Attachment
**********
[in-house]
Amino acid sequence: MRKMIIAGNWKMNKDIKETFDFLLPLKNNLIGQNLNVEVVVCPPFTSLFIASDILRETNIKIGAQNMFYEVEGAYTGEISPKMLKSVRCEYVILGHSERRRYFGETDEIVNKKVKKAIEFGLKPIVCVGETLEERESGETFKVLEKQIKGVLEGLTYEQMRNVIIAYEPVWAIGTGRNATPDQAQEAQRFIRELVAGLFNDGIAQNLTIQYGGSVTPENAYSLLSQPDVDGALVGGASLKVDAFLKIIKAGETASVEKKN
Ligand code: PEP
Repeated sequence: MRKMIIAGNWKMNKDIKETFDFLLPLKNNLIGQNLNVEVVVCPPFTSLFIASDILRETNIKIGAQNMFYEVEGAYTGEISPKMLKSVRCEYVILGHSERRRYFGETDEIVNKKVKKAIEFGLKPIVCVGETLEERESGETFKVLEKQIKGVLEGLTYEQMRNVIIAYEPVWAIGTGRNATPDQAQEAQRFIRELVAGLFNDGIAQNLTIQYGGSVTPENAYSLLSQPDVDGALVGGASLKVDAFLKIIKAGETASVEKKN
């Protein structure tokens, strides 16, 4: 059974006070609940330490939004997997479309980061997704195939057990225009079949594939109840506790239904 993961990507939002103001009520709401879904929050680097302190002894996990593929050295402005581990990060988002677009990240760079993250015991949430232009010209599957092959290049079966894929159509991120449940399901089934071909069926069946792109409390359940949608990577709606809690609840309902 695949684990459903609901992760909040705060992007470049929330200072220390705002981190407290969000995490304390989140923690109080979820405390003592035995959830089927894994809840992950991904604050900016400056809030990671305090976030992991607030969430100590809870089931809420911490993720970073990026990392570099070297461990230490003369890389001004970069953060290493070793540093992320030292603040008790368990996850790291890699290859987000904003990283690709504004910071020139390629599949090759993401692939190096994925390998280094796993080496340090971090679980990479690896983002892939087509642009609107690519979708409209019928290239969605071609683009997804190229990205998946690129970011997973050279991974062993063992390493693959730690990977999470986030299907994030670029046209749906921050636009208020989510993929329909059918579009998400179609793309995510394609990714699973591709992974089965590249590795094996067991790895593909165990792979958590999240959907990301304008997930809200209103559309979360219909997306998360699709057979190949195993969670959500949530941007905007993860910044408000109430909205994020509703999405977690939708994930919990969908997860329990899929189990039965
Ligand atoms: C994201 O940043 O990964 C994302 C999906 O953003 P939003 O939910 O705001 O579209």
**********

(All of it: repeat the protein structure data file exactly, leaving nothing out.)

[in-house]
Amino acid sequence: MRKMIIAGNWKMNKDIKETFDFLLPLKNNLIGQNLNVEVVVCPPFTSLFIASDILRETNIKIGAQNMFYEVEGAYTGEISPKMLKSVRCEYVILGHSERRRYFGETDEIVNKKVKKAIEFGLKPIVCVGETLEERESGETFKVLEKQIKGVLEGLTYEQMRNVIIAYEPVWAIGTGRNATPDQAQEAQRFIRELVAGLFNDGIAQNLTIQYGGSVTPENAYSLLSQPDVDGALVGGASLKVDAFLKIIKAGETASVEKKN
Ligand code: PEP
Repeated sequence: MRKMIIAGNWKMNKDIKETFDFLLPLKNNLIGQNLNVEVVVCPPFTSLFIASDILRETNIKIGAQNMFYEVEGAYTGEISPKMLKSVRCEYVILGHSERRRYFGETDEIVNKKVKKAIEFGLKPIVCVGETLEERESGETFKVLEKQIKGVLEGLTYEQMRNVIIAYEPVWAIGTGRNATPDQAQEAQRFIRELVAGLFNDGIAQNLTIQYGGSVTPENAYSLLSQPDVDGALVGGASLKVDAFLKIIKAGETASVEKKN
């Protein structure tokens, strides 16, 4: 059974006070609940330490939004997997479309980061997704195939057990225009079949594939109840506790239904 993961990507939002103001009520709401879904929050680097302190002894996990593929050295402005581990990060988002677009990240760079993250015991949430232009010209599957092959290049079966894929159509991120449940399901089934071909069926069946792109409390359940949608990577709606809690609840309902 695949684990459903609901992760909040705060992007470049929330200072220390705002981190407290969000995490304390989140923690109080979820405390003592035995959830089927894994809840992950991904604050900016400056809030990671305090976030992991607030969430100590809870089931809420911490993720970073990026990392570099070297461990230490003369890389001004970069953060290493070793540093992320030292603040008790368990996850790291890699290859987000904003990283690709504004910071020139390629599949090759993401692939190096994925390998280094796993080496340090971090679980990479690896983002892939087509642009609107690519979708409209019928290239969605071609683009997804190229990205998946690129970011997973050279991974062993063992390493693959730690990977999470986030299907994030670029046209749906921050636009208020989510993929329909059918579009998400179609793309995510394609990714699973591709992974089965590249590795094996067991790895593909165990792979958590999240959907990301304008997930809200209103559309979360219909997306998360699709057979190949195993969670959500949530941007905007993860910044408000109430909205994020509703999405977690939708994930919990969908997860329990899929189990039965
Ligand atoms: C994201 O940043 O990964 C994302 C999906 O953003 P939003 O939910 O705001 O579209």